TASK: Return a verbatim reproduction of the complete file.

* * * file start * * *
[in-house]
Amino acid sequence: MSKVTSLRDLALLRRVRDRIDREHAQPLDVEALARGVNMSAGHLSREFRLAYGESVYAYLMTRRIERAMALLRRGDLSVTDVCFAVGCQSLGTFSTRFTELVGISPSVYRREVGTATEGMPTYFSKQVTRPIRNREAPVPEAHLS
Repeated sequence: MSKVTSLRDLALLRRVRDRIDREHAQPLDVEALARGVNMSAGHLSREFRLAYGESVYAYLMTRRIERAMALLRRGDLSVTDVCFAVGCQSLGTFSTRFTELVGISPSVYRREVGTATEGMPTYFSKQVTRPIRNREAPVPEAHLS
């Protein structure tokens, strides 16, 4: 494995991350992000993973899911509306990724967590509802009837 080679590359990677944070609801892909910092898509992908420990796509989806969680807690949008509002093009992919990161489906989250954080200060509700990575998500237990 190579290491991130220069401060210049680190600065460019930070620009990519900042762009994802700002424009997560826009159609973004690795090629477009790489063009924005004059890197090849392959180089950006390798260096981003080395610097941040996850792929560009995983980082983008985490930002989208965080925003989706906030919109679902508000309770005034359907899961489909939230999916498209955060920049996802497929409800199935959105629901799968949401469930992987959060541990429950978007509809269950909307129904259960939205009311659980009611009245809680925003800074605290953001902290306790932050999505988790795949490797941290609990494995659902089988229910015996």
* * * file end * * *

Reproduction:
[in-house]
Amino acid sequence: MSKVTSLRDLALLRRVRDRIDREHAQPLDVEALARGVNMSAGHLSREFRLAYGESVYAYLMTRRIERAMALLRRGDLSVTDVCFAVGCQSLGTFSTRFTELVGISPSVYRREVGTATEGMPTYFSKQVTRPIRNREAPVPEAHLS
Repeated sequence: MSKVTSLRDLALLRRVRDRIDREHAQPLDVEALARGVNMSAGHLSREFRLAYGESVYAYLMTRRIERAMALLRRGDLSVTDVCFAVGCQSLGTFSTRFTELVGISPSVYRREVGTATEGMPTYFSKQVTRPIRNREAPVPEAHLS
């Protein structure tokens, strides 16, 4: 494995991350992000993973899911509306990724967590509802009837 080679590359990677944070609801892909910092898509992908420990796509989806969680807690949008509002093009992919990161489906989250954080200060509700990575998500237990 190579290491991130220069401060210049680190600065460019930070620009990519900042762009994802700002424009997560826009159609973004690795090629477009790489063009924005004059890197090849392959180089950006390798260096981003080395610097941040996850792929560009995983980082983008985490930002989208965080925003989706906030919109679902508000309770005034359907899961489909939230999916498209955060920049996802497929409800199935959105629901799968949401469930992987959060541990429950978007509809269950909307129904259960939205009311659980009611009245809680925003800074605290953001902290306790932050999505988790795949490797941290609990494995659902089988229910015996």